New Research in Eating Disorders: Neural Activity Underlying Components of Binge-Like Eating

Binge eating is a repetitive eating behavior frequently observed in individuals with eating disorder diagnoses, but its underlying neural mechanisms remain largely unknown. Other repetitive behavior disorders, such as obsessive-compulsive disorder, are associated with corticostriatal circuitry dysfunction. However, to date, scientists working in the field of eating disorders have not investigated the in vivo neural dynamics underlying corticostriatal activity during binge-eating episodes.

Investigators including Britny Hildebrandt, PhD (Research Instructor in Psychiatry), Hayley Fisher, PhD (postdoctoral research fellow), and Susanne Ahmari, MD, PhD (Associate Professor of Psychiatry), from Pitt Psychiatry, conducted a longitudinal examination of the in vivo neural activity within corticostriatal regions—the infralimbic cortex and dorsolateral striatum—in a pre-clinical model for binge eating.

Female mice were randomized to receive either intermittent binge-like access to palatable food, or continuous access to palatable food. In vivo calcium imaging was performed via fiber photometry at baseline and again after four weeks of palatable food consumption.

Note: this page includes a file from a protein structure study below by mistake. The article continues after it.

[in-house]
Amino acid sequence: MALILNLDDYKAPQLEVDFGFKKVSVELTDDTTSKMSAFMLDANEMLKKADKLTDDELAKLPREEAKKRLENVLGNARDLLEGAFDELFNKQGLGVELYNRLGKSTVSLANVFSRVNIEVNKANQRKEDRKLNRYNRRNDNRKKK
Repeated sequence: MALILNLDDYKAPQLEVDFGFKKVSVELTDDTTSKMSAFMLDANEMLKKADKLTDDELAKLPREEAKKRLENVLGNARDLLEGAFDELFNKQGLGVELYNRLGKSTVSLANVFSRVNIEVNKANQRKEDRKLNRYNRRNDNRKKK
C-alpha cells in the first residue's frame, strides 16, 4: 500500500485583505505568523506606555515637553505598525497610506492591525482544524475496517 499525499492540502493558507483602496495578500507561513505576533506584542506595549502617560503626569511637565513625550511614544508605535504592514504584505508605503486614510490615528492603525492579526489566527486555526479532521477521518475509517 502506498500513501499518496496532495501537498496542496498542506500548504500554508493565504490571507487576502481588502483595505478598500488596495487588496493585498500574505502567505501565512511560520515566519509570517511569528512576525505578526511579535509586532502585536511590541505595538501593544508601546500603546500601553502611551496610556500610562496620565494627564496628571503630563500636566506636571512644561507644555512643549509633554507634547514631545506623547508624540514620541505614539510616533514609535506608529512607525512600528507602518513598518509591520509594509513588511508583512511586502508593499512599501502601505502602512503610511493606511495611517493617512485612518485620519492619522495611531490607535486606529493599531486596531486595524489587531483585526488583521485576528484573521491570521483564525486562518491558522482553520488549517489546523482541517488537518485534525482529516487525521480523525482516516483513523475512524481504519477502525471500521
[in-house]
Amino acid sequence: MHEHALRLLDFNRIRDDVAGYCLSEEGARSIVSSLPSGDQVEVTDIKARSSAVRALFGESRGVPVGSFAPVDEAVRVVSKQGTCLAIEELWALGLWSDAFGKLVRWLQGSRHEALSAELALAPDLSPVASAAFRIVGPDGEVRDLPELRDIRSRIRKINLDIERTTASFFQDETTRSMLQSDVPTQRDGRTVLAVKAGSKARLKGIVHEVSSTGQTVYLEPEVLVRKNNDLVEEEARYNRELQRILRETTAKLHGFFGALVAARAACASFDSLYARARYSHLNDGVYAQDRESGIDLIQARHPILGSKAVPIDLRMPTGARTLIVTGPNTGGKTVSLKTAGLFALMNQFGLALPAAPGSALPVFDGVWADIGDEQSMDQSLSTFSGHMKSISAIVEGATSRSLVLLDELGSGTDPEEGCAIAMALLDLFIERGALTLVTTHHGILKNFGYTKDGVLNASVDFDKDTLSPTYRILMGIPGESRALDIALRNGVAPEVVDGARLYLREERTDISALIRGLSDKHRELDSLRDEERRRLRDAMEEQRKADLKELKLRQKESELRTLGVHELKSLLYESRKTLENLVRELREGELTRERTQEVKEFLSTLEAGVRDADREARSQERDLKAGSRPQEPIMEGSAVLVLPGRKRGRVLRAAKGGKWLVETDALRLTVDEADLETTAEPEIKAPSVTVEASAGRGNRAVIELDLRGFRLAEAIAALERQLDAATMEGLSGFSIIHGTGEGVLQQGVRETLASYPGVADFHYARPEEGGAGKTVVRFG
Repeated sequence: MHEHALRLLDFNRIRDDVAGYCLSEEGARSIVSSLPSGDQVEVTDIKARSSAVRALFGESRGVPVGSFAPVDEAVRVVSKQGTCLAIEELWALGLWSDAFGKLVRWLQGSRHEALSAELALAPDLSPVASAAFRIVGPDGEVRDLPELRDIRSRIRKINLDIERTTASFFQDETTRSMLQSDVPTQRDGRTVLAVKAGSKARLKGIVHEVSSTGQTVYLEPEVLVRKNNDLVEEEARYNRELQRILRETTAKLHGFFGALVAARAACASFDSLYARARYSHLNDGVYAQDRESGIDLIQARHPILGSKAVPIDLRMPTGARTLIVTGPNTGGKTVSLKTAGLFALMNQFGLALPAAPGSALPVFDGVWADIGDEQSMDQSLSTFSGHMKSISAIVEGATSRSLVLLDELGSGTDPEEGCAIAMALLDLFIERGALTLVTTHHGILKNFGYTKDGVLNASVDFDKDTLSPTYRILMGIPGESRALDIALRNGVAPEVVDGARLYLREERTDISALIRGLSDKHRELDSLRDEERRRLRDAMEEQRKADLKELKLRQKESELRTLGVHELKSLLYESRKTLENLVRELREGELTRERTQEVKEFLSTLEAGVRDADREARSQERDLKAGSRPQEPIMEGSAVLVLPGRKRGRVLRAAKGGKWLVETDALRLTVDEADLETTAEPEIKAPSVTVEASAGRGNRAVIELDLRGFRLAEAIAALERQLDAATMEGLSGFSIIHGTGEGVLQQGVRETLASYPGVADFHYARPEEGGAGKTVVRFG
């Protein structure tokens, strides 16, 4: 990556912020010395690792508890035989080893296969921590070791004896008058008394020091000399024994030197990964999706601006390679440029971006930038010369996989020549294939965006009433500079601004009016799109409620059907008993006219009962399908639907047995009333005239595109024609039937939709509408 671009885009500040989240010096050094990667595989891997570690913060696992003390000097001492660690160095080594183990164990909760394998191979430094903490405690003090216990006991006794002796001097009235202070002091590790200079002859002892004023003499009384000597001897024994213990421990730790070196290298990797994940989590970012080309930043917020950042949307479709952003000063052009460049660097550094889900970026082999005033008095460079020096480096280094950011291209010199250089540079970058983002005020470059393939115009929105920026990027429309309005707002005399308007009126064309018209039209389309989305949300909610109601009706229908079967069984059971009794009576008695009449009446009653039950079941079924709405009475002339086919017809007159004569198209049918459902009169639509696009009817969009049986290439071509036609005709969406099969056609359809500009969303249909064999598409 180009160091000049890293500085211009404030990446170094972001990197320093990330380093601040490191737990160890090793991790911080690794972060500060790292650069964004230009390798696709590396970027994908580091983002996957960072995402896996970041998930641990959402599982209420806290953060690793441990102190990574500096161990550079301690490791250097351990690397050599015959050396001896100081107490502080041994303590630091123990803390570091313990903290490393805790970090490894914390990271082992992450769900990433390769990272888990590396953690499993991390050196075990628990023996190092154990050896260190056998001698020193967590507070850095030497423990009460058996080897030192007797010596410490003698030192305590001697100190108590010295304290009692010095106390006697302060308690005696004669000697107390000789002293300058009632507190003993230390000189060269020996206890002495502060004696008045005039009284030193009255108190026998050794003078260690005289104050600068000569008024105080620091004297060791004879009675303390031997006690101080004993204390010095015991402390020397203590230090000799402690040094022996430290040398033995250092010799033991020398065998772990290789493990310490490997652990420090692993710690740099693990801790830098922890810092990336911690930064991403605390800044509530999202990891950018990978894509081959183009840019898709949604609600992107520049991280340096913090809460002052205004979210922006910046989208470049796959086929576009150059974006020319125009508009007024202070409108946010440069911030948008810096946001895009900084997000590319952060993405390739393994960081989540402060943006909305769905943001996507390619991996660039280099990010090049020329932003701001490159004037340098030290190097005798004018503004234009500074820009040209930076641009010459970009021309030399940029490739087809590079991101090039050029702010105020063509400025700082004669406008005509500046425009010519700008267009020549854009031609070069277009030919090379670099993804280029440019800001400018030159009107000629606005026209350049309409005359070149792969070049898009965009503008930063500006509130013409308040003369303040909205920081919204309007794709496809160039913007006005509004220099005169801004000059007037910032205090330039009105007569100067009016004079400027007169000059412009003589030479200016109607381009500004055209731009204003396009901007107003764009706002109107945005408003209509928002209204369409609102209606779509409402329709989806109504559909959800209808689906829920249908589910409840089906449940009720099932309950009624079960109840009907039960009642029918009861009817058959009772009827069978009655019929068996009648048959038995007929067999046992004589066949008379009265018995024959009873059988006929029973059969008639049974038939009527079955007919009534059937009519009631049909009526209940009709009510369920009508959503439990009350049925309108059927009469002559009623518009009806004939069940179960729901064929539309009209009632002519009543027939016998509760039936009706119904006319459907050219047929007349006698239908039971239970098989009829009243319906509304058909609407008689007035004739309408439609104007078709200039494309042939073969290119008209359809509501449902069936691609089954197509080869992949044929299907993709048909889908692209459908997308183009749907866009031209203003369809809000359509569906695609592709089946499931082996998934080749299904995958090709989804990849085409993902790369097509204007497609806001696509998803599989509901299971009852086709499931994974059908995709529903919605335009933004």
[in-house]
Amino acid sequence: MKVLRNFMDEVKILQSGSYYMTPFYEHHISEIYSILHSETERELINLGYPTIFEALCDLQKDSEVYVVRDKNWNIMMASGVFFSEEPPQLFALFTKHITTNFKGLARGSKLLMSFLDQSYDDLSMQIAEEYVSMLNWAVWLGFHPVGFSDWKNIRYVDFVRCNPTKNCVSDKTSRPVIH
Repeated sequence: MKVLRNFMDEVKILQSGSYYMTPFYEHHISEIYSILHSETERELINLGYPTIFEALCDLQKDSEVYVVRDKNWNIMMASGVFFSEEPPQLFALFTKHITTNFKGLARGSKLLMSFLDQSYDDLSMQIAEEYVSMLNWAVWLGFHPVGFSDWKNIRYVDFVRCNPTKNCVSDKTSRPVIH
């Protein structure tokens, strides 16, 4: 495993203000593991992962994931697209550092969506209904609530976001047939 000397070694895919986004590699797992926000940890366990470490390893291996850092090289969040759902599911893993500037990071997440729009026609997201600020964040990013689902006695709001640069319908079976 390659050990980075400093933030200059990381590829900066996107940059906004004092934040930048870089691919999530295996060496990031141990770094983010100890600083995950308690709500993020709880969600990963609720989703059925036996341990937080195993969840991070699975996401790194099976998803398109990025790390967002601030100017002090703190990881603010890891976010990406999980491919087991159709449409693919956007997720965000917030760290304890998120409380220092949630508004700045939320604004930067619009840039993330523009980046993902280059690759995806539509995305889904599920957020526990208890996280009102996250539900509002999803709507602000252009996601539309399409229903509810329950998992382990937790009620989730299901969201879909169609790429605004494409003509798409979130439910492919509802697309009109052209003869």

The investigators found that while the infralimbic cortex showed no changes in activity associated with binge eating, the binge-eating group had significantly lower dorsolateral striatum activity at feeding onset and offset at the four-week timepoint after engaging in long-term binge eating.

“These findings provide exciting new insight about what may be happening in the brain of individuals suffering from chronic binge eating. The changes we observed in the dorsolateral striatum may point to an important area of the brain to consider for future development of targeted biological based interventions for eating disorders,” said Dr. Hildebrandt, the study’s corresponding author.

Corticostriatal dynamics underlying components of binge-like consumption of palatable food in mice
Hildebrandt BA, Fisher H, LaPalombara Z, Young ME, Ahmari SA.

Appetite, Volume 183, 2023, 106462, ISSN 0195-6663,